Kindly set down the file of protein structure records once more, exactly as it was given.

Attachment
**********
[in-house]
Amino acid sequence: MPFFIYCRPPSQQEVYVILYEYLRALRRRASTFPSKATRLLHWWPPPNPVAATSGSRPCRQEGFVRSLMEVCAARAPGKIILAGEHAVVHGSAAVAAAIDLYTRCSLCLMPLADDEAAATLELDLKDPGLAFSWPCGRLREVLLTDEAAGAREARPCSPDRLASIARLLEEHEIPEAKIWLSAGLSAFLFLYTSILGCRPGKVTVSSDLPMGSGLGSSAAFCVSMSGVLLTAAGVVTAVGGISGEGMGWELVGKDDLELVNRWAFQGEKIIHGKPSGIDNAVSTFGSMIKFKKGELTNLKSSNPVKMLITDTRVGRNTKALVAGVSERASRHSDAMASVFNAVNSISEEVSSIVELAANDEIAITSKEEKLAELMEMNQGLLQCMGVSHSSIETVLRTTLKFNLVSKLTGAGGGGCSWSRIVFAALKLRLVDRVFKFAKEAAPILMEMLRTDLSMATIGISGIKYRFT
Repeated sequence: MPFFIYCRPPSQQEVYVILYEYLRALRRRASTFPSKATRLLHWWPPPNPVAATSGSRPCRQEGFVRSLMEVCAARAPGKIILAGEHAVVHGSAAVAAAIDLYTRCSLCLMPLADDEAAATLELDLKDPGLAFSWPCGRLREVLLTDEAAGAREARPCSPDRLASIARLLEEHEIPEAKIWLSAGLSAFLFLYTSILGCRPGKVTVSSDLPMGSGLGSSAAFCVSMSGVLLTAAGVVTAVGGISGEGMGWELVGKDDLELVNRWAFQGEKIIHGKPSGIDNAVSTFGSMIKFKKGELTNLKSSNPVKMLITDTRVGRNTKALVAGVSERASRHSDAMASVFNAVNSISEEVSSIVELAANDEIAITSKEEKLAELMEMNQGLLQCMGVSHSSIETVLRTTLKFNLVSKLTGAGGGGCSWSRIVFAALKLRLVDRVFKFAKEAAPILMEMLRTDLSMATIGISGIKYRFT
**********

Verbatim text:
[in-house]
Amino acid sequence: MPFFIYCRPPSQQEVYVILYEYLRALRRRASTFPSKATRLLHWWPPPNPVAATSGSRPCRQEGFVRSLMEVCAARAPGKIILAGEHAVVHGSAAVAAAIDLYTRCSLCLMPLADDEAAATLELDLKDPGLAFSWPCGRLREVLLTDEAAGAREARPCSPDRLASIARLLEEHEIPEAKIWLSAGLSAFLFLYTSILGCRPGKVTVSSDLPMGSGLGSSAAFCVSMSGVLLTAAGVVTAVGGISGEGMGWELVGKDDLELVNRWAFQGEKIIHGKPSGIDNAVSTFGSMIKFKKGELTNLKSSNPVKMLITDTRVGRNTKALVAGVSERASRHSDAMASVFNAVNSISEEVSSIVELAANDEIAITSKEEKLAELMEMNQGLLQCMGVSHSSIETVLRTTLKFNLVSKLTGAGGGGCSWSRIVFAALKLRLVDRVFKFAKEAAPILMEMLRTDLSMATIGISGIKYRFT
Repeated sequence: MPFFIYCRPPSQQEVYVILYEYLRALRRRASTFPSKATRLLHWWPPPNPVAATSGSRPCRQEGFVRSLMEVCAARAPGKIILAGEHAVVHGSAAVAAAIDLYTRCSLCLMPLADDEAAATLELDLKDPGLAFSWPCGRLREVLLTDEAAGAREARPCSPDRLASIARLLEEHEIPEAKIWLSAGLSAFLFLYTSILGCRPGKVTVSSDLPMGSGLGSSAAFCVSMSGVLLTAAGVVTAVGGISGEGMGWELVGKDDLELVNRWAFQGEKIIHGKPSGIDNAVSTFGSMIKFKKGELTNLKSSNPVKMLITDTRVGRNTKALVAGVSERASRHSDAMASVFNAVNSISEEVSSIVELAANDEIAITSKEEKLAELMEMNQGLLQCMGVSHSSIETVLRTTLKFNLVSKLTGAGGGGCSWSRIVFAALKLRLVDRVFKFAKEAAPILMEMLRTDLSMATIGISGIKYRFT